These articles were published in the Spectacular Slovakia travel guide, published annually by The Slovak Spectator since 1996. The latest editions can be obtained from our online shop.



Rewriting history

By James Thomson

National identity is a slippery subject, but in the course of writing this guide and talking to a lot of Slovaks - and reading about the place and its history - I was struck by how much popular confusion there is about their country's past.

Communism is too fresh in many people’s minds for a real debate to have occurred - much less a consensus emerged - about its legacy. Instead, most public discussion about history seems to focus on wartime events.

Here, it is sometimes difficult to separate fact from opinion.

This problem is demonstrated by the most widely available and widely read English text on Slovak history, Stanislav J Kirschbaum’s A History of Slovakia: The Struggle for Survival (second edition 2005; Palgrave Macmillan). Go to most English-language bookstores, physical or virtual, and if they have any histories of Slovakia at all, this book is likely to be the most prominently displayed.

While it is admirably comprehensive – full of carefully sourced facts – it is deeply flawed. The author’s nationalist interpretation of events colours almost every account.

This leads him into some curious contortions. For instance, the name ‘Czechoslovakia’ appears only a handful of times, despite the fact that Slovakia was part of it for most of the last hundred years - indeed for much of its history Czechoslovakia was led by Slovaks. The author’s evident belief that that state’s effect on Slovak self-expression was almost uniformly negative has apparently left him almost incapable of writing its name.

In other places contortion becomes distortion, especially when it comes to the wartime regime. Kirschbaum’s assertion, in reference to German occupation in 1944, that “Jews were among the first victims of the end of Slovak independence” is simply grotesque. Slovak 'independence' had already sent more Slovak Jews to their deaths than even the Einsatzgruppen later would.

But Kirschbaum’s views about this period are not uncommon among Slovaks themselves. A survey published by the Hospodárske Noviny daily newspaper in March 2009, on the 70th anniversary of the establishment of the pro-Nazi wartime republic, suggested that one third of Slovaks view the 1939-1945 Slovak State positively, one third negatively and one third have no opinion.

Such views continue to be influenced by state-sponsored organisations such as the Matica Slovenská, which exists to promote Slovak culture and heritage.

Peter Mišák, the editor-in-chief of the organisation’s newspaper, Slovenské Národné Noviny, which is distributed to its 60,000-odd members in Slovakia and abroad, laid out the Matica Slovenská’s historical viewpoint when I visited its headquarters in Martin.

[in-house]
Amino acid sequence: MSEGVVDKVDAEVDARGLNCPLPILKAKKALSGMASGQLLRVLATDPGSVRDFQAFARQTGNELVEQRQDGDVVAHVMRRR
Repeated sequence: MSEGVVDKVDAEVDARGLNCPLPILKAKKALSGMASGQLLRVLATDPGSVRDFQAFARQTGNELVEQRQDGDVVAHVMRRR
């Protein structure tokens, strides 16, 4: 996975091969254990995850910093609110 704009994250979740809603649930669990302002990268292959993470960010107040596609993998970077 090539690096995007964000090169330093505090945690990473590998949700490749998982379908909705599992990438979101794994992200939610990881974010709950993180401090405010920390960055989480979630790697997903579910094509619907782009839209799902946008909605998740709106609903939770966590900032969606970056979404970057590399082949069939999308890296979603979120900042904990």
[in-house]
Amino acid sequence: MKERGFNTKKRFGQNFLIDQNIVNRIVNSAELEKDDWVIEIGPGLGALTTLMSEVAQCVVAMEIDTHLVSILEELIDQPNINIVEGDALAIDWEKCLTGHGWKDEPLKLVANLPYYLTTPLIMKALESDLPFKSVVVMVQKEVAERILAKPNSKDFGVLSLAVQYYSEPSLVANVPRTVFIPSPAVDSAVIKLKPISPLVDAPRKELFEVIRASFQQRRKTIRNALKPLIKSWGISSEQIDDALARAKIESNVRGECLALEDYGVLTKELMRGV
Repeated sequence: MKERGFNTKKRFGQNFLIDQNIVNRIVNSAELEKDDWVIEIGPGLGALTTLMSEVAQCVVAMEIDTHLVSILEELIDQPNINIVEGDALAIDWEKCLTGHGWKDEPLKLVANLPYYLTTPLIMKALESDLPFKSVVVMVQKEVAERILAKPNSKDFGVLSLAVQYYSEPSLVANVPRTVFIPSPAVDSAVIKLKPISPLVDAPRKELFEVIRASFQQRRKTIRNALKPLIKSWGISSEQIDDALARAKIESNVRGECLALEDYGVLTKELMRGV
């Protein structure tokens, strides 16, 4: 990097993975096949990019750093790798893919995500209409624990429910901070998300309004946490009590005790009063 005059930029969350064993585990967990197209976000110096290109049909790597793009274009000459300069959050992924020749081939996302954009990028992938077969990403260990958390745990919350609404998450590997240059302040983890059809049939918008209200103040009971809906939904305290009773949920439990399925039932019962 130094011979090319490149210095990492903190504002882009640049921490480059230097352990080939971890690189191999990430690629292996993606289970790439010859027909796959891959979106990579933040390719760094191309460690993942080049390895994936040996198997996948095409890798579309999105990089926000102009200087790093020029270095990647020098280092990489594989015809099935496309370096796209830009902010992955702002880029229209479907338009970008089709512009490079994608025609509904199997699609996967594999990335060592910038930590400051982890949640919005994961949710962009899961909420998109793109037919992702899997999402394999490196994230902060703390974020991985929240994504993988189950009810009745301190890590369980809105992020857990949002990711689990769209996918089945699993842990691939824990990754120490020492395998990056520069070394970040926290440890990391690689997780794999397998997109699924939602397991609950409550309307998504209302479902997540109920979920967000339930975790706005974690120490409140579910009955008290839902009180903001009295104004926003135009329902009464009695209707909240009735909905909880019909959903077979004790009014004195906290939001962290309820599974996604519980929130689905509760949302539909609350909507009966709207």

He told me that Czechs considered Slovakia to be a ‘colony’ during the first Czechoslovak republic; that Jozef Tiso, Slovakia’s wartime leader, was not a fascist and was hence not an extremist; and that most of the 70,000 Jews deported to their deaths from Slovakia during WWII were actually deported from the Hungarian-occupied parts of the country. The first of these views is contentious, the second is sophistry and the third is plain false. But they are widely held, and being spread further with the support – and implicit endorsement – of the state.

Dušan Kováč, Vice President of the Slovak Academy of Sciences' Institute of Historical Studies, suggests a reason for this apparently ahistorical approach. He says it took nearly a generation for West Germany to conduct a full debate about events before and during WWII - but that since the discussion took place, extremism in German politics has tended to emerge from what was East Germany, where communist rule meant the debate never occurred. Similarly, communism also stifled any open discussion of the war in Slovakia. Tiso and the other politicians who led Slovakia during its wartime incarnation were branded 'clero-fascists', a barb which conveniently linked their villainy to their faith - a double whammy from the anti-religious communist authorities' point of view.

But since 1989 nationalists - playing on the rose-tinted recollections of some people (for instance, former Archbishop Sokol of Trnava - see the article 'Remembering and Forgetting in the section on Trnava Region) - have sought to reverse this view of history. After all, since some of what the communists said was ideologically motivated poppycock, then perhaps all of it is?

The results can be bizarre: the Slovak National Uprising is sometimes disparaged by nationalists, who might otherwise be expected to celebrate it, because it fits awkwardly with their desire to defend the state which it was rising up against.

Confused? So was I.

But as Kováč also points out, most Slovaks are reassuringly pragmatic - given their history they have needed to be - and, for all but a fringe minority, family and community, and not crack-pot nationalism, are their main priorities.


These articles and related information were published in Spectacular Slovakia 2009, which you can obtain from our online shop.

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